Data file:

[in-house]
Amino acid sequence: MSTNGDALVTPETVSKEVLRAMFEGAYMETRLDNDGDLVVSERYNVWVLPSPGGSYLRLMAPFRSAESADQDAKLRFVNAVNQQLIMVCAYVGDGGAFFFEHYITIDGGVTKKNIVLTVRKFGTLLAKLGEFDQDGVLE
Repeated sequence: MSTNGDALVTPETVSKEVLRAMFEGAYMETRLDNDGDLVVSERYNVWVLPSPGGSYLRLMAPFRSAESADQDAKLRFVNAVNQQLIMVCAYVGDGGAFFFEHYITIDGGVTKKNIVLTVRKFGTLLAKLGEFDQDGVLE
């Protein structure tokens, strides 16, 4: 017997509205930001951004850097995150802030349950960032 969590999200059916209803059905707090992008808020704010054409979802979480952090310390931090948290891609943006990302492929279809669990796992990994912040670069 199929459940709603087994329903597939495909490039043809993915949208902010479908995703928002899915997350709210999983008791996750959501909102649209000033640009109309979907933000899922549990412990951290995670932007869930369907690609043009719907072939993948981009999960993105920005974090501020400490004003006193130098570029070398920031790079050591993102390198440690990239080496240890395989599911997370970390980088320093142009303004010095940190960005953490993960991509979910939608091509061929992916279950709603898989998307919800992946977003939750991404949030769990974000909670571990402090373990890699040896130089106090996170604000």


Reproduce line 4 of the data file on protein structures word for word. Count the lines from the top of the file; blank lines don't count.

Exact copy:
């Protein structure tokens, strides 16, 4: 017997509205930001951004850097995150802030349950960032 969590999200059916209803059905707090992008808020704010054409979802979480952090310390931090948290891609943006990302492929279809669990796992990994912040670069 199929459940709603087994329903597939495909490039043809993915949208902010479908995703928002899915997350709210999983008791996750959501909102649209000033640009109309979907933000899922549990412990951290995670932007869930369907690609043009719907072939993948981009999960993105920005974090501020400490004003006193130098570029070398920031790079050591993102390198440690990239080496240890395989599911997370970390980088320093142009303004010095940190960005953490993960991509979910939608091509061929992916279950709603898989998307919800992946977003939750991404949030769990974000909670571990402090373990890699040896130089106090996170604000």